MEDIA
09/30/2014 03:24 pm ET Updated Dec 06, 2017

ABC News Doctor Says Ebola Crisis Is 'Most Devastating Outbreak' He's Ever Covered

ABC News

ABC News' Dr. Richard Besser has devoted his career to studying infectious diseases worldwide. But he says that he has never seen a situation as extreme as the Ebola outbreak occurring in West Africa right now.

"This is the most devastating outbreak I've ever seen anywhere in the world and the most devastating outbreak I've ever covered as a reporter," Besser told the Huffington Post in a phone interview from Liberia, where he and an ABC crew are documenting the Ebola crisis, on Tuesday. "I worked on disease protection for 13 years and I've never seen an outbreak as devastating as this one."

The network's chief health and medical editor had already been to Liberia in August, but returned with his crew following President Obama's pledge to send 3,000 U.S. military personnel and other resources to West Africa to combat the deadly virus. He said he went back to see if the President's word to bring some control to the area is becoming a reality.

"There's definitely a different feel on the ground here this time than there was in August," he said, adding that he has noticed a significant increase in international aid groups, patient care workers, ambulances, burial teams and treatment unites.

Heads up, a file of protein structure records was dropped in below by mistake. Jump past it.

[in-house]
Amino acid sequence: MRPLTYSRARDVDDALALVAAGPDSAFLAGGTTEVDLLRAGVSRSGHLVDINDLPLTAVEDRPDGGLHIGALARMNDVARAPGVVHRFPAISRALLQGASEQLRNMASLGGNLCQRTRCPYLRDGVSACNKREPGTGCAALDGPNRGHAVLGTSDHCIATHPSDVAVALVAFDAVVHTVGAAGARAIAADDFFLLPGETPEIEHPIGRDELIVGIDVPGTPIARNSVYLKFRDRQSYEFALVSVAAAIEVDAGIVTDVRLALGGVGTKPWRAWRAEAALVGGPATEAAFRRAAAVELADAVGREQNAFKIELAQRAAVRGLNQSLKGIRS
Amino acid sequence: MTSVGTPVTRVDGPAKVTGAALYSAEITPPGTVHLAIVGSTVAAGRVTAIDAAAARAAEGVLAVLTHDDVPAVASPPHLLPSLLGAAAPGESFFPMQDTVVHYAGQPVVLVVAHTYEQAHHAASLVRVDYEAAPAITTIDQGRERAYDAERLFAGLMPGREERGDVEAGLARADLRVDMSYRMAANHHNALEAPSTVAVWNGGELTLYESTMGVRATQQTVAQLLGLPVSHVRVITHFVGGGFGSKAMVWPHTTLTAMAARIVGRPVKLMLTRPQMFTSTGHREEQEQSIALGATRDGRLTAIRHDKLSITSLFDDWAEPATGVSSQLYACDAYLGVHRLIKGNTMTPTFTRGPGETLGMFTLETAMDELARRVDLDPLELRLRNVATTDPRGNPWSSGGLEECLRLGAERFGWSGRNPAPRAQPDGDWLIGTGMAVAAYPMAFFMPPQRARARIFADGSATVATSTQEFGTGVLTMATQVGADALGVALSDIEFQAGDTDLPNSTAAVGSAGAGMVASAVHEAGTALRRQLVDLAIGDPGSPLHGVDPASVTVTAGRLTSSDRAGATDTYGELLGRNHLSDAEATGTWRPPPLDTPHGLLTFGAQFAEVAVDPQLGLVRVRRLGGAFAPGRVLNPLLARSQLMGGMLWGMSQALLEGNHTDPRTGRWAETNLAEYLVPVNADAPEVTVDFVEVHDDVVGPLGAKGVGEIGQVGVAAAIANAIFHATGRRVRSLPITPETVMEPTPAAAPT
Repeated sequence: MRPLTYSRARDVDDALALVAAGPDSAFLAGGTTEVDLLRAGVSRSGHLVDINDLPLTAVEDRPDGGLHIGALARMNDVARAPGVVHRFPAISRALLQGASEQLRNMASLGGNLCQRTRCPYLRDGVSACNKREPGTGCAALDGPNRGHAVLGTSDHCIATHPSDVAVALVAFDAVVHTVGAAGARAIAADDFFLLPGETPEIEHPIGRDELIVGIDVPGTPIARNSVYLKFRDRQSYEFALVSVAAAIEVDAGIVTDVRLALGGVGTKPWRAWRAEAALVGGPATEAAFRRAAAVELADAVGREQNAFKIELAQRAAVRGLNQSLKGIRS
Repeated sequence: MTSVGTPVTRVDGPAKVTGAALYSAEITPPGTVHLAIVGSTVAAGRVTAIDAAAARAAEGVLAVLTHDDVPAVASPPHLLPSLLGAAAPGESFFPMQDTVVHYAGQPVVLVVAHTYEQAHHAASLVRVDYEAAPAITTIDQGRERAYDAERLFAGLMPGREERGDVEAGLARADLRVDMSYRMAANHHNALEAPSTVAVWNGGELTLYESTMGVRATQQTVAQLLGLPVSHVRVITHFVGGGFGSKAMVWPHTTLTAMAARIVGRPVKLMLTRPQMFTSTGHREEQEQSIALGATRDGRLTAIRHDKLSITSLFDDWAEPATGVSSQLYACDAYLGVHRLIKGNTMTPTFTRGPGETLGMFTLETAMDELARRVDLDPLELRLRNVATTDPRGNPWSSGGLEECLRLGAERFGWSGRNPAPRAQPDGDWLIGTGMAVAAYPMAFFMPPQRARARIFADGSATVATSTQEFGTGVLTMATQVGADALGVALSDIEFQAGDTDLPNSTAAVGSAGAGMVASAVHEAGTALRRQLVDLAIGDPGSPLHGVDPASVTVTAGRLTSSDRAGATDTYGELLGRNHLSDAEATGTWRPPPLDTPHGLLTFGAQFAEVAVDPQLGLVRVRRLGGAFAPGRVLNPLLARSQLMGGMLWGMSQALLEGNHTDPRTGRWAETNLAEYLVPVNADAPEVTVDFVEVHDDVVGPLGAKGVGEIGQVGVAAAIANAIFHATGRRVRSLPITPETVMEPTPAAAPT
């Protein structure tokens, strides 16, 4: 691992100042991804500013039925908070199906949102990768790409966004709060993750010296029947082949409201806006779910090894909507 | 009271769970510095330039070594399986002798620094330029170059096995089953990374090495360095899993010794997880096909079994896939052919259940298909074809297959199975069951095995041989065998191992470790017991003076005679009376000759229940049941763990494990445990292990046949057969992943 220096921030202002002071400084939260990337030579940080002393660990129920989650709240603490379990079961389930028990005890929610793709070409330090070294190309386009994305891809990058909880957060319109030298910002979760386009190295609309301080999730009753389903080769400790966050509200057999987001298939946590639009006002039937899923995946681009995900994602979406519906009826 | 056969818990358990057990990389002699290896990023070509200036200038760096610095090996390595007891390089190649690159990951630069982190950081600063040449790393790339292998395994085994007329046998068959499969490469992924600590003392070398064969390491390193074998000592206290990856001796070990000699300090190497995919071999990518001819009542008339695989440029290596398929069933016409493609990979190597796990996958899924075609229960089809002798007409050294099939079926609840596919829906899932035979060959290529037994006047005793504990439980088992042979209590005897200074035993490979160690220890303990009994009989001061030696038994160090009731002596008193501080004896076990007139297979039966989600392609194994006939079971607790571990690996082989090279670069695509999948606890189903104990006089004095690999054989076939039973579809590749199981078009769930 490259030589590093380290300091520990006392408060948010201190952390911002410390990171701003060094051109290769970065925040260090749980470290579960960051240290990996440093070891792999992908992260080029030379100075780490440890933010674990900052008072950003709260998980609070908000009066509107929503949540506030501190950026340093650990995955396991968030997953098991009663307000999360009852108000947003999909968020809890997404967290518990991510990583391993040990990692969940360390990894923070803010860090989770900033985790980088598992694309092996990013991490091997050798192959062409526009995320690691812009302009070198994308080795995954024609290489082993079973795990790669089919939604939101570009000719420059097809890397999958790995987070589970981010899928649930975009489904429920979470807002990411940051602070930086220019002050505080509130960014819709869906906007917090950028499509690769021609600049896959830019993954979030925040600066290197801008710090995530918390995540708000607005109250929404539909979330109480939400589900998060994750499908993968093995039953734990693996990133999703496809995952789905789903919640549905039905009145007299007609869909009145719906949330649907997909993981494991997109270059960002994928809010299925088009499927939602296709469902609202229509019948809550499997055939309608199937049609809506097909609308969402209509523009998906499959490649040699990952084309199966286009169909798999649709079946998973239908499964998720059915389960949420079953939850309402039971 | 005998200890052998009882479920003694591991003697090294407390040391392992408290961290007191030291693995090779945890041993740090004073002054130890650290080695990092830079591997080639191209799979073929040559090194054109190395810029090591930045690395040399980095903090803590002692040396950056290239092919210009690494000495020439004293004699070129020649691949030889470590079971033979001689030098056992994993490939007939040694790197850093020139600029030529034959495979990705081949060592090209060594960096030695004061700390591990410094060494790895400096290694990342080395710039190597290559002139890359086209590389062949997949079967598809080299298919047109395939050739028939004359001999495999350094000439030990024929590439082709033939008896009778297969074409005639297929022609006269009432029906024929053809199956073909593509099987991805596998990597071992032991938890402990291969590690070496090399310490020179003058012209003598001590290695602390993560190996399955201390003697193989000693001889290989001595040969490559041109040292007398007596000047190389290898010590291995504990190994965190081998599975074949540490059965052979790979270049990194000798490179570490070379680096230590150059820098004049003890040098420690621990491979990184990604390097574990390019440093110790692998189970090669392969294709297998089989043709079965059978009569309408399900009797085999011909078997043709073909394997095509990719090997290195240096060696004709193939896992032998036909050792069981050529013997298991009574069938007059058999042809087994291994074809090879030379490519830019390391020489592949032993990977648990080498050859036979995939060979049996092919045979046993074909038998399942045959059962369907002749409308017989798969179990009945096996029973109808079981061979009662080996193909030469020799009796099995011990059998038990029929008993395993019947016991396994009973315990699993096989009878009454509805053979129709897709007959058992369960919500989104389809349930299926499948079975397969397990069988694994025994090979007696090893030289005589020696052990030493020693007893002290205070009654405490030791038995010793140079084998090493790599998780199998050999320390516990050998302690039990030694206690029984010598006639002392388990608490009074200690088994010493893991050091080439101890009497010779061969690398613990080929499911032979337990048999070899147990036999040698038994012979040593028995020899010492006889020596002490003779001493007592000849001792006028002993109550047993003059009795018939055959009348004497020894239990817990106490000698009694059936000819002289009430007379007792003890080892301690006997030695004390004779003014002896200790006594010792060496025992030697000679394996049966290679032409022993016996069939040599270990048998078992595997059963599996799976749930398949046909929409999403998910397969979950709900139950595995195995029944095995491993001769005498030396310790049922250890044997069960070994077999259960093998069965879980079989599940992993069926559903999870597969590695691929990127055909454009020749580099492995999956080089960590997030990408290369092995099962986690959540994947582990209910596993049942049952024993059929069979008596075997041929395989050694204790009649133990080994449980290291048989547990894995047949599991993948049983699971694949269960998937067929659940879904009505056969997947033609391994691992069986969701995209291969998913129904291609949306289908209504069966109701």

Besser was the first journalist allowed to bring a camera into ELWA2, the Ebola Isolation Unit run by the Liberian Ministry of Health. He said the only way you can enter is with a protective suit. "Protective suit," however, is an understatement. Besser's outfit included 3 pairs of gloves, surgical scrubs, foot covers, rubber boots, and an outer suit that zips all the way up with a hood, another hood to cover that hood, a face cover, a respirator mask, a pair of goggles and taped seams.

Below are images of Besser wearing the complete suit:

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He said the hospital's "extraordinary" attention to detail is what made him feel safe enough to enter, but he would not advise that people without his experience do the same.

"I don't think that any journalist should go in," he said. "I didn't allow the 2 producers I traveled with to go inside. That's not a setting where journalists should routinely be going inside."

Still, he said the community has been incredibly receptive to him being there, and are happy that someone is trying to tell their story.

But there's another story going on that few people are talking about and some don't even know exists. The outbreak has caused most hospitals to completely shut their doors to people who need regular care, Besser said. The entire health care system in Liberia is falling apart.

"Someone with a heart attack, someone in a car accident, someone having a seizure, pregnant women... they have nowhere to go," he said. "Jobs are shut down. Construction projects have stopped. Its consequences across society are so far-reaching."

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